The Embassy of Belgium to Rwanda visits Kigeme refugee camp
Kigeme refugee camp, home to nearly 20,500 refugees, was opened in mid-2012 after a sudden influx of over 35,000 refugees from the DRC.
Kigeme camp: The UN Refugee Agency, UNHCR, hosted in Kigeme refugee camp a delegation from the Belgium Embassy composed of H.E Benoit Ryelandt, Ambassador of Belgium to Rwanda and other members of the Embassy. The aim of the visit was for the delegation to visit Kigeme refugee camp with a focus on the innovative project on alternative cooking solutions to firewood, for refugees to reduce environmental, health and protection impacts of cooking (with firewood) as well as enhance their livelihoods.
The Kingdom of Belgium contributed some Euros 500,000 to UNHCR to facilitate the nearly 20,500 Congolese refugees of Kigeme camp to switch from in-kind distribution of firewood to cash for energy, to purchase alternative cooking energy solution, that are cleaner, more environmentally friendly and enable them to reduce time spent both on cooking and on queuing or looking for energy sources. UNHCR partnered with a Rwandan private sector social enterprise, Inyenyeri, to support this. In 2018, another Rwandan company, Bamboo RiverSide, producing briquettes, also opened a shop in Kigeme camp to offer another option to refugees. By ensuring that refugees have access to these alternatives, UNHCR intends to gradually totally eliminate distribution and use of firewood as a cooking energy source. As of October 2018, nearly half of Kigeme camp had voluntarily opted in for cash for energy (instead of in kind) and registered with either of the two private sector actors offering alternatives in Kigeme camp. The scale-up is gradual and ongoing.
The high demand for firewood as fuel for cooking has an immense impact on forests and to date, tends to be the most common environmental degradation associated with refugee sites, globally. In many areas, this has led to tensions with host communities and authorities. It also has negative health impacts on its users and prevents them from engaging in more productive activities considering time spent for collection and cooking. Use of alternative energy is therefore considered equally important in terms of environmental protection and of social, economic and protection related issues.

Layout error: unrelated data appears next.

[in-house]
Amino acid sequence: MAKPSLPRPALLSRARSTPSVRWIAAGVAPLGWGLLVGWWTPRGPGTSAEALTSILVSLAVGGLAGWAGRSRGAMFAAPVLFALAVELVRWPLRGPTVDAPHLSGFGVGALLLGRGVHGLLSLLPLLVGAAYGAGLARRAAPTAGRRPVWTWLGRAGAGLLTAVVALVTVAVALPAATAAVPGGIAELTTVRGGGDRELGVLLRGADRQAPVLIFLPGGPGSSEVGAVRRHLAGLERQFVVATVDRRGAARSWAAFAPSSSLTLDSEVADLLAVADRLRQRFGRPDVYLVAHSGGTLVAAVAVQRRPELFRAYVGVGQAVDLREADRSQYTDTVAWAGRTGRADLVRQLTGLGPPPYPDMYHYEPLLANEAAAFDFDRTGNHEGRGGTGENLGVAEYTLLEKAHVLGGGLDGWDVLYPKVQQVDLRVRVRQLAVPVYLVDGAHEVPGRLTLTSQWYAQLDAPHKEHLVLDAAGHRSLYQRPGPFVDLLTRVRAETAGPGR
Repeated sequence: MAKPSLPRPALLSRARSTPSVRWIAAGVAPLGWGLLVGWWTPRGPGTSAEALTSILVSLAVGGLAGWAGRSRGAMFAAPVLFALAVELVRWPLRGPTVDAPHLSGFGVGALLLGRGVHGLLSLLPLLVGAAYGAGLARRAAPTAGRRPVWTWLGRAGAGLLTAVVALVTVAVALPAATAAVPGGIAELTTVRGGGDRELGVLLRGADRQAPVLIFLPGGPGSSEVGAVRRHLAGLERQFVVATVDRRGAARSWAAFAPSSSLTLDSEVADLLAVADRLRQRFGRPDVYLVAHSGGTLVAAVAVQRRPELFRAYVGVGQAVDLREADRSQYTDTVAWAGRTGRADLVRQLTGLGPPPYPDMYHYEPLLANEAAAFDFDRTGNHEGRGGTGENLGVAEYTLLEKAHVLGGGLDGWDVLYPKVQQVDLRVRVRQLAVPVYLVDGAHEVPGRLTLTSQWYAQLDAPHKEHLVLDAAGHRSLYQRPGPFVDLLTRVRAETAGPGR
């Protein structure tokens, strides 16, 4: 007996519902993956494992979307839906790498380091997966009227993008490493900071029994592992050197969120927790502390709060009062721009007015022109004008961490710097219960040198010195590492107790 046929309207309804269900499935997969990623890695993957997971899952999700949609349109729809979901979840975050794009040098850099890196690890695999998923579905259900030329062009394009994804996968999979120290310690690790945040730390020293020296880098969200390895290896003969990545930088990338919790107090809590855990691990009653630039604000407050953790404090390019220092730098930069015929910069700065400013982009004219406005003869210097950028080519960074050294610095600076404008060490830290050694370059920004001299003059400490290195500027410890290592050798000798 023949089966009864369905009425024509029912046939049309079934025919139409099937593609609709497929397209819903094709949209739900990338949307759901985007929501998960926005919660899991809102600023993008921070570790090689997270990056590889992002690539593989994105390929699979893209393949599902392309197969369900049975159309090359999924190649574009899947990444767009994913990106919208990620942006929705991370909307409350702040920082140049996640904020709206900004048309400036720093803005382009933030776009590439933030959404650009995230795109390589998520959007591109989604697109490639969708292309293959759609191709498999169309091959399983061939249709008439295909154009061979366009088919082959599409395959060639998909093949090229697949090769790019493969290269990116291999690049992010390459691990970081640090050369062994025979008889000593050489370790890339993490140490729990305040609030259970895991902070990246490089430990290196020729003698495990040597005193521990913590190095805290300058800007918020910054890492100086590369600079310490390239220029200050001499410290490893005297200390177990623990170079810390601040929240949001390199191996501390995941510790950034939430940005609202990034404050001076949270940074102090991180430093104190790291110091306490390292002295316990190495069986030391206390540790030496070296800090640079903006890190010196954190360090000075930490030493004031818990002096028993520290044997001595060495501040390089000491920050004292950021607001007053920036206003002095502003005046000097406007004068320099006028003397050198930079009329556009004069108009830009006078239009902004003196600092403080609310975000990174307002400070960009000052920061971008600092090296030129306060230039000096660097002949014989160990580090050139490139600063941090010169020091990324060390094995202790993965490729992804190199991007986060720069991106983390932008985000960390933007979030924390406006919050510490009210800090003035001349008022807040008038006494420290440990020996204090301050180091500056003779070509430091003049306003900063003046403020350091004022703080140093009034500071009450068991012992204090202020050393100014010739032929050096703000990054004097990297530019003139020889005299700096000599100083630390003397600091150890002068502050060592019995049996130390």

H.E Benoit Ryelandt, Ambassador of Belgium to Rwanda and other members of the Embassy and UNHCR staff visit one refugee family in Kigeme - Photo: Courtesy
H.E Benoit Ryelandt, Ambassador of Belgium to Rwanda and Mr Ahmed Baba Fall UNHCR Representative to Rwanda, and other members of the delegation visited Inyenyeri pellets project in Kigeme refugee camp. Photo: Courtesy
H.E Benoit Ryelandts and his team had the opportunity to interact with refugees receiving cash to purchase alternative cooking energy sources as well as refugees still receiving in kind firewood. “The use of Inyenyeri pellets has allowed me to cook with my baby on my back without any smoke harming him”, said one Inyenyeri client during the discussion. “I can spend more time on other activities including caring for my family finding employment outside the camp than when I was cooking with firewood”, highlighted another one.
The president of the Refugee Executive Committee, Edison Munyakarambi, expressed his gratitude for the support provided to refugees living in Kigeme refugee camp, and in particular with regards to the cash for energy opportunity funded by the Kingdom of Belgium which has had may positive impacts in terms of health, security and time saving considering how long it takes refugees to collect – and prepare meals – with firewood.
The delegation was impressed by a live demonstration of a meal preparation with the Inyenyeri cooking solution and was able to visit one client using the system at home to get hands on feedback. “The Inyenyeri pellets improved my life; we are eight in the family with myself and my seven children. My husband lives with us and is an asylum-seeker. The time and resources to cook for such a large family are very heavy. With Inyenyeri, I can cook inside my house while having guests; there is no smoke and cooking is much faster. I have been able to reuse pellets, such as one time for cooking and for boiling water for example”, explained the refugee woman whom the delegation visited at home.
“We would like to focus the support to refugees on projects that will encourage their path to self-reliance; the clean energy project in Kigeme is one of them” expressed, Mr. Ahmed Baba Fall, the UNHCR Representative to Rwanda. “The new Comprehensive Refugee Response Framework means that we want to see refugee children studying in the same schools as nationals, refugees and host community going to same hospitals and access the same treatments, refugees working together with the host community. The support to come will focus on strengthening your activities in this regard” he further emphasized.
Located in Nyamagabe District in the Southern Province of Rwanda, Kigeme refugee camp, home to nearly 20,500 refugees, was opened in mid-2012 after a sudden influx of over 35,000 refugees from the DRC.